What’s it like living in Sitges?
Marie-Noëlle is a long-term expat who lived all over the world before deciding to make Spain home.
In this interview she tells us all about her life in Sitges, a beautiful place made even more beautiful by her photos (among other things, Marie-Noëlle is a photographer. All the photos below are hers).
Name: Marie-Noëlle Crabbé
Country of Origin: Belgium
Number of years in Spain: 7
Hi Marie-Noelle! Can you please tell me about yourself and on how you ended up moving to Spain?
Hello. Although my family is originally from Brussels, I never lived in Belgium. As a child, we were long-term ‘expats’ living abroad in Mexico and France, which taught me to become a chameleon and adjust to any context. As an adult, I lived in France, Mexico, Boston and spent extensive time in Peru before moving to Barcelona, Spain.
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After my three sons left the house, I moved to Europe thanks to my Belgian citizenship which allowed me to choose residence in any of the 27 countries of the European Union. Barcelona was my city of choice because of its history, location, beauty, and palm trees replacing the snowbanks of the Boston area. I settled in Barcelona in 2015, bought an apartment in Poblenou neighborhood, close to the beach and its beautiful Rambla, and a ride away from Plaza Catalunya. One important consideration about Barcelona is its reliable health system and good hospital network. As a member of the EU, I have access to the Spanish health system for free, and can see a doctor at the local CAP (medical clinic available in all neighborhood). An additional payment (about 100€/month per person) gives access to a private insurance that opens the doors to private hospitals, health specialists, ophthalmologists, dentists, with 100% coverage. This insurance also provides coverage when traveling abroad.
So how did you come across Sitges?
In my early 20s, I discovered Sitges and its great night-life for teens and young adults. For five years, I spent summers and vacations in Sitges that left lasting memories. I always thought Sitges would be a lovely place to live… someday! The soccer world cup (1982) and the Olympic games (1992) propelled Sitges to stardom because of its beauty, proximity to Barcelona, and acceptance of all sexual orientations. A nice opportunity came up early 2022 through a friend who called when an apartment became available in her building. My dream of living in Sitges suddenly became reality: the unit faces Balmins’ beach, north of Playa San Sebastian.
The proximity to Sitges’ train station from the flat allows an easy ride downtown: it takes about 40 minutes to reach Barcelona Sants station, and 45 minutes to Paseo de Gracia, which is very central. There is also a bus to/from Barcelona’s plaza Universidad that takes you to Sitges and the neighboring villages, Sant Pere de Ribes, Vilanova, etc. The car alternative is pricy because of tolls (unless you take the road along the seashore) and parking in the city. Also, keep in mind that rush-hour traffic is terrible, as in any big city.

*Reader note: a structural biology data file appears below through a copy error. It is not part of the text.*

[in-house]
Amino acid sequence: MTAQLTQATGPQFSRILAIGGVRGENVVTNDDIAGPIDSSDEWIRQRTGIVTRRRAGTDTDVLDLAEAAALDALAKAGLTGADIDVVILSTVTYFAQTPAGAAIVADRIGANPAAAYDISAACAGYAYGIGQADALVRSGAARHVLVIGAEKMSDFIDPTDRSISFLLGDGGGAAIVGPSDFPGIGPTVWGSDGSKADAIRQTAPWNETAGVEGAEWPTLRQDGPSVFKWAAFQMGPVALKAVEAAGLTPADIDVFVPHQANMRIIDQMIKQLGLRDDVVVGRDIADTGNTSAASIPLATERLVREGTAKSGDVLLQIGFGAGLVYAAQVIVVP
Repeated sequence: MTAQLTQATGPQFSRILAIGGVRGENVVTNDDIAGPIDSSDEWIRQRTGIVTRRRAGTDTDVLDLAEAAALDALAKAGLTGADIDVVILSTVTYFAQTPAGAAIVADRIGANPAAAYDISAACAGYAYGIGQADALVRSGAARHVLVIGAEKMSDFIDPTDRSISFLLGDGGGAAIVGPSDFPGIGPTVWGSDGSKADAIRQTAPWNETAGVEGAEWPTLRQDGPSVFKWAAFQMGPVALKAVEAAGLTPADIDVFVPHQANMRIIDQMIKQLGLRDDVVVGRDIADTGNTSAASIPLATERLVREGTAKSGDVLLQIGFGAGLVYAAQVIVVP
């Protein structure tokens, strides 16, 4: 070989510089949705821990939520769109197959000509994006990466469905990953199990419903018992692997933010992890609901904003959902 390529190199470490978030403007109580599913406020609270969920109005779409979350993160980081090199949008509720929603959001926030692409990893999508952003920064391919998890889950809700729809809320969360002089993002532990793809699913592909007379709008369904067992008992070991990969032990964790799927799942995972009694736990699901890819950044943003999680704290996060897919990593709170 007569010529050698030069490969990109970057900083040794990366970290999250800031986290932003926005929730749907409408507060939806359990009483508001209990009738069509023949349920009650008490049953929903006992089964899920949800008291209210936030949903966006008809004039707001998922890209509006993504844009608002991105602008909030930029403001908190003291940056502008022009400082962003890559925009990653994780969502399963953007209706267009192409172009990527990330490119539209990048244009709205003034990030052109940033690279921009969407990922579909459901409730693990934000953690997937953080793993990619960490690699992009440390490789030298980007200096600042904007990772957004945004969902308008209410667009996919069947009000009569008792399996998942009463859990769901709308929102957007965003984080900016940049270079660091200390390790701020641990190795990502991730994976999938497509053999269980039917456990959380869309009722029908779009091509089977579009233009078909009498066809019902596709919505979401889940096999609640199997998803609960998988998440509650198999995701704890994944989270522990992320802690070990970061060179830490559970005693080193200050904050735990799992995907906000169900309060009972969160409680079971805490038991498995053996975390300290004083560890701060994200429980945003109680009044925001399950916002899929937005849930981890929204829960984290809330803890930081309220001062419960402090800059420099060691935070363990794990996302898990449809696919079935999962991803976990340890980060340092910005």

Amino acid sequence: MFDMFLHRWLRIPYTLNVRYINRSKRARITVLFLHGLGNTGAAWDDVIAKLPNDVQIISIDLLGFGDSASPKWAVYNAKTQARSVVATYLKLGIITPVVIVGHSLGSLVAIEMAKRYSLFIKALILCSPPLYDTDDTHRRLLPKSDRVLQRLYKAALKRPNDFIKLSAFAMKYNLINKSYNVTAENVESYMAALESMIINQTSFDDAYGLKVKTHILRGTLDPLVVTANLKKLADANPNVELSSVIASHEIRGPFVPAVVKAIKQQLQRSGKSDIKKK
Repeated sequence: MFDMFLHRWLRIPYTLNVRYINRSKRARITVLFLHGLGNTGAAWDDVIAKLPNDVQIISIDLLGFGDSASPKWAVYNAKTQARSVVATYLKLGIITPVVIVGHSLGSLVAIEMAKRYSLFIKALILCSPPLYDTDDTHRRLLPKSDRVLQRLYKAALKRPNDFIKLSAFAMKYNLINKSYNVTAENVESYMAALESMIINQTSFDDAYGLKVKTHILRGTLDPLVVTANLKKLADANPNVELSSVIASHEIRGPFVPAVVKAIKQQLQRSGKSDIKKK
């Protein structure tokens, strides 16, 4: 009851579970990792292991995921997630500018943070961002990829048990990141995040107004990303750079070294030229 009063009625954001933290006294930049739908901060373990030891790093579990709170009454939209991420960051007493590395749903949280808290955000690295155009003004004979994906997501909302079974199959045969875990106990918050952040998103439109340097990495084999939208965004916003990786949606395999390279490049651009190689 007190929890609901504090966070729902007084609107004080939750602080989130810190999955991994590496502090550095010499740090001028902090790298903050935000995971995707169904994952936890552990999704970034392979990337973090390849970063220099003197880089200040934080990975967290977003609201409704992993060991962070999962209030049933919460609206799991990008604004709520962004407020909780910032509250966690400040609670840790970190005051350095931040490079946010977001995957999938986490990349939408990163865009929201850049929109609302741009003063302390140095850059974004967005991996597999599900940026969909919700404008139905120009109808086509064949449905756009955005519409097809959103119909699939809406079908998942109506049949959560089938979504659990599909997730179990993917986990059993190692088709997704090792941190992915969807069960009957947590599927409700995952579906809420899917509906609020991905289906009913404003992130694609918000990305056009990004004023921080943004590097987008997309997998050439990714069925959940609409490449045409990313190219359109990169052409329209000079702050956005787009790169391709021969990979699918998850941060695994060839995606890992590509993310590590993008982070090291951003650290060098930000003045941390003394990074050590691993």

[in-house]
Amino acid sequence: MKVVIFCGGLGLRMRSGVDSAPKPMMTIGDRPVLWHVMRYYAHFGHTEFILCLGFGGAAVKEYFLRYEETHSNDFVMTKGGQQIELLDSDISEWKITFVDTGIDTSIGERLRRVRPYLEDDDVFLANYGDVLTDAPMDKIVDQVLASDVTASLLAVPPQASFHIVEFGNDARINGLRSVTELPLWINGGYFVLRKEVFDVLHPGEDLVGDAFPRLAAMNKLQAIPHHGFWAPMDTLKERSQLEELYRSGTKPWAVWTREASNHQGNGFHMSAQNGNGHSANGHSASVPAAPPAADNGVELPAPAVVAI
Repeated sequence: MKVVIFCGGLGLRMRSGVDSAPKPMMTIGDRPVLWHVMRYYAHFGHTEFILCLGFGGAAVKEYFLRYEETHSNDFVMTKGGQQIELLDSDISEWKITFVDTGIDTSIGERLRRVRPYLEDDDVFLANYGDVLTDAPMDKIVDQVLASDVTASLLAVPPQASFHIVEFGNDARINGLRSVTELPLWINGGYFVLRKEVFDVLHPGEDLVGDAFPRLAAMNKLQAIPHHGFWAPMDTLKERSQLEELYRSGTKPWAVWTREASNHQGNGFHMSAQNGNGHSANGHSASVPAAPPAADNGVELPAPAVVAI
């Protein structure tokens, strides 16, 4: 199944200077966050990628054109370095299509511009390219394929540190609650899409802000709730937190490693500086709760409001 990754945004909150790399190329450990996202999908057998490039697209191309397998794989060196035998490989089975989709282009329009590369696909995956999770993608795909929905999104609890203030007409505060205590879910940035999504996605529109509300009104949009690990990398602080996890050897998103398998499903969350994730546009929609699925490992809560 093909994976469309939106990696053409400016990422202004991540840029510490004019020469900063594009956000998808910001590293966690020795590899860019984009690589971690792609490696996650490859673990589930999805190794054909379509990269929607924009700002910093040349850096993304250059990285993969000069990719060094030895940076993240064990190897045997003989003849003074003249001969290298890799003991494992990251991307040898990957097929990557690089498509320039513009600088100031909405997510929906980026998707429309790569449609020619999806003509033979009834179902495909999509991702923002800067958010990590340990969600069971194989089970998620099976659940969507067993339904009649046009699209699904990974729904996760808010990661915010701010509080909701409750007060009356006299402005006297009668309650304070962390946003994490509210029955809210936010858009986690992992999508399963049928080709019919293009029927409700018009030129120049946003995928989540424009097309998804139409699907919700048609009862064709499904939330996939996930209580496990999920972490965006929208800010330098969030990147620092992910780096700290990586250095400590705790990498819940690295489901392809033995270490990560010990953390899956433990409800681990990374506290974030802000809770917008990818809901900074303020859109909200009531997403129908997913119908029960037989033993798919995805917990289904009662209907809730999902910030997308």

Can you describe Sitges Marie-Noelle?
Sitges is forty kilometers south of Barcelona. It is located between the natural Parque del Garraf and the Mediterranean Sea (there are incredible hiking opportunities along the coast and in the Garraf natural park). This coastal town has kept its original charm thanks to a very involved local population, and numerous celebrations are organized year-round. Most streets in the center are pedestrian with cafe terraces, shops, delis, and restaurants. Sitges’ population is about 29,000 people year-round, and four times this number during the summer months. 35% of Sitges population is foreign, mostly from northern Europe. The beautiful Paseo Marítimo is about 3 kilometers long, and the town has 17 beaches, which makes it a favorite among Barcelona crowds, who come by car, bus or train on weekends. Vacationers who choose Sitges as their destination come from around the world, as it is only 20 minutes south of El Prat airport.
Sitges became popular in the 1960s, and started being noticed by foreigners. Over the years, Sitges has become a favorite among gay communities, although there is a mixed population including lots of families with young kids. It is a good example of coexistence among different populations, origins, and ways of life. However, due to its proximity to Barcelona and its global reputation, Sitges is one of the most expensive towns to live in Spain: its real estate tends to match prices in Barcelona and it is hard to find rentals. A year ago, while looking for a place myself, a real estate agent told me there were 100 requests for one rental. So, be patient if you wish to move here: it is feasible with time and well worth the effort!
What do you do to keep busy? What’s your daily life like?